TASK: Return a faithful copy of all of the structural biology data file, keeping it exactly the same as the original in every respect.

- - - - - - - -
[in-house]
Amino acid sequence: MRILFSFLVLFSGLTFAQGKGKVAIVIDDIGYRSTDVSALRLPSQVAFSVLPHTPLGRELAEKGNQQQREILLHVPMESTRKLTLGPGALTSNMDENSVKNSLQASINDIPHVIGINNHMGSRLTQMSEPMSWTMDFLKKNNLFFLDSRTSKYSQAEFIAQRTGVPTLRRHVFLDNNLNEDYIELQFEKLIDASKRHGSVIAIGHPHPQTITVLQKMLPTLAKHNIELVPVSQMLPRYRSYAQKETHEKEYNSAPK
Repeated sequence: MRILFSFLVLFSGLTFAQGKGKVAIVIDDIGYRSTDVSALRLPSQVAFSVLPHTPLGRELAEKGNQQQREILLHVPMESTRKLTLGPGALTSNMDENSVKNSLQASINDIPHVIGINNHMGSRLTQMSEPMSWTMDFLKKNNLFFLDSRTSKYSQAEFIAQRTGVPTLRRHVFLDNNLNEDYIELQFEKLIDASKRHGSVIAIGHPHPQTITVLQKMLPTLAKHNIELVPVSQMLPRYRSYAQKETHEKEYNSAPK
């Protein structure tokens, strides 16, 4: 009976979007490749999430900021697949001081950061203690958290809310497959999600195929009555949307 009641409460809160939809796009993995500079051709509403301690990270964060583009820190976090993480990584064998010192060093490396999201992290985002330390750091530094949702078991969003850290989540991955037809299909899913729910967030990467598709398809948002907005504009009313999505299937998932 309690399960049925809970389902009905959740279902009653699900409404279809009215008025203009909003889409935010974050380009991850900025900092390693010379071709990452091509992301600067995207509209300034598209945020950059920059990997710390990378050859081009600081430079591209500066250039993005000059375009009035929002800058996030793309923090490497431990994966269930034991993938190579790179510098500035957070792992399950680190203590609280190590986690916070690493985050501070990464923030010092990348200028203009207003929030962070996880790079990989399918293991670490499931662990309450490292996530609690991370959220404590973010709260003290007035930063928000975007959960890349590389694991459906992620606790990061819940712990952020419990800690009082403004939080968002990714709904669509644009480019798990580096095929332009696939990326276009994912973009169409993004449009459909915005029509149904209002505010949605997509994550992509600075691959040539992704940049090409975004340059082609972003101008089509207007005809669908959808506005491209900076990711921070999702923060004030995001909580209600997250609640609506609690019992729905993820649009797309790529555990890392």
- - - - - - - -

[in-house]
Amino acid sequence: MRILFSFLVLFSGLTFAQGKGKVAIVIDDIGYRSTDVSALRLPSQVAFSVLPHTPLGRELAEKGNQQQREILLHVPMESTRKLTLGPGALTSNMDENSVKNSLQASINDIPHVIGINNHMGSRLTQMSEPMSWTMDFLKKNNLFFLDSRTSKYSQAEFIAQRTGVPTLRRHVFLDNNLNEDYIELQFEKLIDASKRHGSVIAIGHPHPQTITVLQKMLPTLAKHNIELVPVSQMLPRYRSYAQKETHEKEYNSAPK
Repeated sequence: MRILFSFLVLFSGLTFAQGKGKVAIVIDDIGYRSTDVSALRLPSQVAFSVLPHTPLGRELAEKGNQQQREILLHVPMESTRKLTLGPGALTSNMDENSVKNSLQASINDIPHVIGINNHMGSRLTQMSEPMSWTMDFLKKNNLFFLDSRTSKYSQAEFIAQRTGVPTLRRHVFLDNNLNEDYIELQFEKLIDASKRHGSVIAIGHPHPQTITVLQKMLPTLAKHNIELVPVSQMLPRYRSYAQKETHEKEYNSAPK
């Protein structure tokens, strides 16, 4: 009976979007490749999430900021697949001081950061203690958290809310497959999600195929009555949307 009641409460809160939809796009993995500079051709509403301690990270964060583009820190976090993480990584064998010192060093490396999201992290985002330390750091530094949702078991969003850290989540991955037809299909899913729910967030990467598709398809948002907005504009009313999505299937998932 309690399960049925809970389902009905959740279902009653699900409404279809009215008025203009909003889409935010974050380009991850900025900092390693010379071709990452091509992301600067995207509209300034598209945020950059920059990997710390990378050859081009600081430079591209500066250039993005000059375009009035929002800058996030793309923090490497431990994966269930034991993938190579790179510098500035957070792992399950680190203590609280190590986690916070690493985050501070990464923030010092990348200028203009207003929030962070996880790079990989399918293991670490499931662990309450490292996530609690991370959220404590973010709260003290007035930063928000975007959960890349590389694991459906992620606790990061819940712990952020419990800690009082403004939080968002990714709904669509644009480019798990580096095929332009696939990326276009994912973009169409993004449009459909915005029509149904209002505010949605997509994550992509600075691959040539992704940049090409975004340059082609972003101008089509207007005809669908959808506005491209900076990711921070999702923060004030995001909580209600997250609640609506609690019992729905993820649009797309790529555990890392």